Earlier this week we brought you the first part of our lil’ 2015 album and EP retrospective, where we looked at some stellar releases that may have flown under your radar amid the flurry of wonderful Australian records that made their way to music fans everywhere. Today, we take a look at the second half of our rundown – from Hein Cooper through to Mojo Juju, have a read (and then a listen)!
Hein Cooper – Self-Titled EP
Hein Cooper’s self-titled EP dropped last year off the back of a solidly built reputation as a live performer and it definitely delivered on everything we had expected. As an artist, Cooper poured some serious heartfelt lyricism into this collection of music reflective of time abroad writing in Canada and growing as a musician and young creative in general. Gorgeously textured and wonderfully arranged, this EP of Cooper’s was a wonderful way to bring his artistry to more people around the country and demonstrated some amazing potential which was then further showcased on his 2016 album, The Art of Escape.
Jeremy Neale – Let Me Go Out in Style
Brisbane favourite, Jeremy Neale, released a new EP in Let Me Go Out in Style – a shiny, 80’s inspired collection of material. The six track EP featured the memorable and catchy “Hold on Together” and “The Love Calling”, though Let Me Go Out in Style also acted as a solid follow up to Neale’s 2013 album In Stranger Times. Looking at the end of relationships and the process of moving on, the introspective nature of such a period of time and eventually coming out of it the other side is presented in some retro-soaked glory.
Jaala – Hard Hold
Melbourne’s Jaala released debut album Hard Hold to an audience that approached their music with excitement, curiosity and enthusiasm. The material comes at the listener in fast, vibrant bounds – an eccentric blend of pop and prog-soaked indie rock that whips itself up into a frenzy. Guitarist/vocalist/songwriter Cosima Jaala’s harnesses a scream that has drawn acclaim of its own and in her lyricism are some wonderfully constructed stories playing on themes of twisted love, heartbreak and obsession. The musical experimentation on Hard Hold drew comparisons to the approach Hiatus Kaiyote have become synonymous with in the past, but there’s something unique about Jaala’s album that positioned it as a record to be absorbed as a whole rather than deconstructed within an inch of its life.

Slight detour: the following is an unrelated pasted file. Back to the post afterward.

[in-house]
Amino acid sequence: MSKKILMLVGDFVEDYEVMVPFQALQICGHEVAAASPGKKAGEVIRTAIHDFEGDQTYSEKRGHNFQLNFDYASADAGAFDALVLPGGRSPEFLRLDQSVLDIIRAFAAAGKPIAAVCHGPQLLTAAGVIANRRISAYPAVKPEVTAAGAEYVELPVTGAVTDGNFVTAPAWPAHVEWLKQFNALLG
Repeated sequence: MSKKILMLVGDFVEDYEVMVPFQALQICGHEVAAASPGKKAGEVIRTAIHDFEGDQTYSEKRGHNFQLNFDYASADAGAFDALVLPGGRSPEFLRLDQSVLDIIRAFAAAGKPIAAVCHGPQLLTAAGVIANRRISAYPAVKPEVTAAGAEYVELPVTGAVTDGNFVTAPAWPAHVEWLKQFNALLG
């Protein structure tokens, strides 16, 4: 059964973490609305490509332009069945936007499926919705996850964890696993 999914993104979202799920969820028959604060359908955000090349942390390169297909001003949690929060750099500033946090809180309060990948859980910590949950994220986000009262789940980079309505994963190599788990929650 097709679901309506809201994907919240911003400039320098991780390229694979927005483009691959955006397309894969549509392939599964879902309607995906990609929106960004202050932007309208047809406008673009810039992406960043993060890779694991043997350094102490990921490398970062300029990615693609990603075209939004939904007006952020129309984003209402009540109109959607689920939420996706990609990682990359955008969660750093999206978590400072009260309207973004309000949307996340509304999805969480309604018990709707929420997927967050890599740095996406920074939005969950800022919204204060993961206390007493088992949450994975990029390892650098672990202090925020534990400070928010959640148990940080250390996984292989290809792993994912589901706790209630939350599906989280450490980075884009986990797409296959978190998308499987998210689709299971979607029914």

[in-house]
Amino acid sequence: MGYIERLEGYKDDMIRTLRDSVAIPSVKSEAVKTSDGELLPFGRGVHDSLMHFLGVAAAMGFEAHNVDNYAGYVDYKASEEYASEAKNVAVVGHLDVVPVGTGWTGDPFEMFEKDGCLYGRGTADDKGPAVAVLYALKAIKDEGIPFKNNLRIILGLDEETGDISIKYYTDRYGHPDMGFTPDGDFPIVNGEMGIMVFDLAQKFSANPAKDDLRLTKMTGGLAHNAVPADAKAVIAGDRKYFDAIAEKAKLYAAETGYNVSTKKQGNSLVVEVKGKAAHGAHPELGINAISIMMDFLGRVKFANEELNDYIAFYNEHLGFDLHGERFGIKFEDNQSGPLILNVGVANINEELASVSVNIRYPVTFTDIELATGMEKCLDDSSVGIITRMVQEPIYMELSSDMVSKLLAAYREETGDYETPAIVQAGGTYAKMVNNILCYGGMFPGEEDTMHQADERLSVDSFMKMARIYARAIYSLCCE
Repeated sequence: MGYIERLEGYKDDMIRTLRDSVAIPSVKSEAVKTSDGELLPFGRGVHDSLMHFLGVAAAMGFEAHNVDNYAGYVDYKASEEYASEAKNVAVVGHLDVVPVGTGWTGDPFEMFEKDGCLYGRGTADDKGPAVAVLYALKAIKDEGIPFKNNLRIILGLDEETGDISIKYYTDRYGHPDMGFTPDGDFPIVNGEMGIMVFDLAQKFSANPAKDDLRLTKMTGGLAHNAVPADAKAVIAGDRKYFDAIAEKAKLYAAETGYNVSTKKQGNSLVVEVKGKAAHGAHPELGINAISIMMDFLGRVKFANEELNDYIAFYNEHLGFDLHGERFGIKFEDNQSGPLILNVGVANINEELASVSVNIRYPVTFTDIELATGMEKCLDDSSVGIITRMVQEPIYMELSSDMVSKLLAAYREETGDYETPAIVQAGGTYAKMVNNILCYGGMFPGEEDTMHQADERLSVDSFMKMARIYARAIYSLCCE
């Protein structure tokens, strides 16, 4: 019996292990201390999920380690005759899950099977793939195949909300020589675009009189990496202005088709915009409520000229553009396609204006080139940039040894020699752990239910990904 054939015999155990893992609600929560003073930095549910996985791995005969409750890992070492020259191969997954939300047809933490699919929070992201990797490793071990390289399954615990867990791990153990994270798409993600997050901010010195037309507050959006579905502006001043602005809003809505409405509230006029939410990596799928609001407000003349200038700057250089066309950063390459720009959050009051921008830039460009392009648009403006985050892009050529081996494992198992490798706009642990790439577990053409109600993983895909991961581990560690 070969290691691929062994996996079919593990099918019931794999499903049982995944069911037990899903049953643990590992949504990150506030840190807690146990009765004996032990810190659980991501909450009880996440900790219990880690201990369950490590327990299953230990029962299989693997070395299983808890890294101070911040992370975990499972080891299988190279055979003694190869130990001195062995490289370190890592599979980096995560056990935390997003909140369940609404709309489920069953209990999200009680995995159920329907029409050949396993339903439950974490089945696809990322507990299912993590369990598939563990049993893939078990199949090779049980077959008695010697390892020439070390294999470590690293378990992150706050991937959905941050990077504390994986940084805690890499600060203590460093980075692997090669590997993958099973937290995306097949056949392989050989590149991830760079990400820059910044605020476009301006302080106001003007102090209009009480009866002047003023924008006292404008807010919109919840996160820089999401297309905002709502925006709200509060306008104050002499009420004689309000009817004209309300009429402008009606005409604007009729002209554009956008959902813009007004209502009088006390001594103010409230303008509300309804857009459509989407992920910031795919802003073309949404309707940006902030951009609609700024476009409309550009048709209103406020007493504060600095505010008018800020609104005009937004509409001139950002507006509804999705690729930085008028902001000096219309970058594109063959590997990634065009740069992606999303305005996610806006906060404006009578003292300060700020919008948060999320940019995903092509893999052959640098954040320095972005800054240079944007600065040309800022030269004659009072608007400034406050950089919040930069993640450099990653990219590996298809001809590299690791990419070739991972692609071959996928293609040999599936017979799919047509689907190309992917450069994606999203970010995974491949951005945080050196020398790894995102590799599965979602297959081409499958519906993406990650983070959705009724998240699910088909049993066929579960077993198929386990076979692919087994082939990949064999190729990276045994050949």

Totally Mild – Down Time
Down Time. From the guitars to those trademark vocals of Elizabeth Mitchell, this album took me by surprise when I first listened to it. Totally Mild brought an emotional range and a very self-aware sense of self-deprecation to a sonic space that allowed both to flourish and become exemplified in some stellar songs. You’d be forgiven for thinking you’d hit ‘play’ on a surf-rock, guitar driven album from decades gone by – but we’re not mad at all that such influences from the 60’s and 70’s came through as they did. The album went largely ignored when it was first released in the earlier months of 2015 – although it was released to a bunch of nods and thumbs up, it seemed like Down Time was an album that continued to generate different highlights and develop with each listen. Now, roughly a year on, we’re listening to it and still loving it.
Mathas – Armwrestling Atlas
Mathas easily stood out as one important hip hop artist to be watching through 2015 and his sophomore album Armwrestling Atlas was a perfect introductory record for him to release and branch out further in reaching more fans around the country. The WA rapper displayed some fiercely talented lyrical delivery and a rapid flow and a particular skill for storytelling through his rhymes. The production was also a highlight of Armwrestling Atlas, another element Mathas was behind as well – this one was a little while in the making but the final result was well worth it.
Mojo Juju – Seeing Red/Feeling Blue
Mojo’s soulful and rich vocal talent just shines with this album – a perfect representation of an artist bringing some brilliant soul and blues traditions to a contemporary audience now. The emotional range on Seeing Red / Feeling Blue is vast and well established early on on the record; moments vulnerability are matched with effortless swag and a self-assurance Mojo bounds from track to track with. It’s a great album for newcomers to Mojo Juju’s sound to get familiar with – some awesome foundations are laid here that are only built and further fleshed out in a live capacity.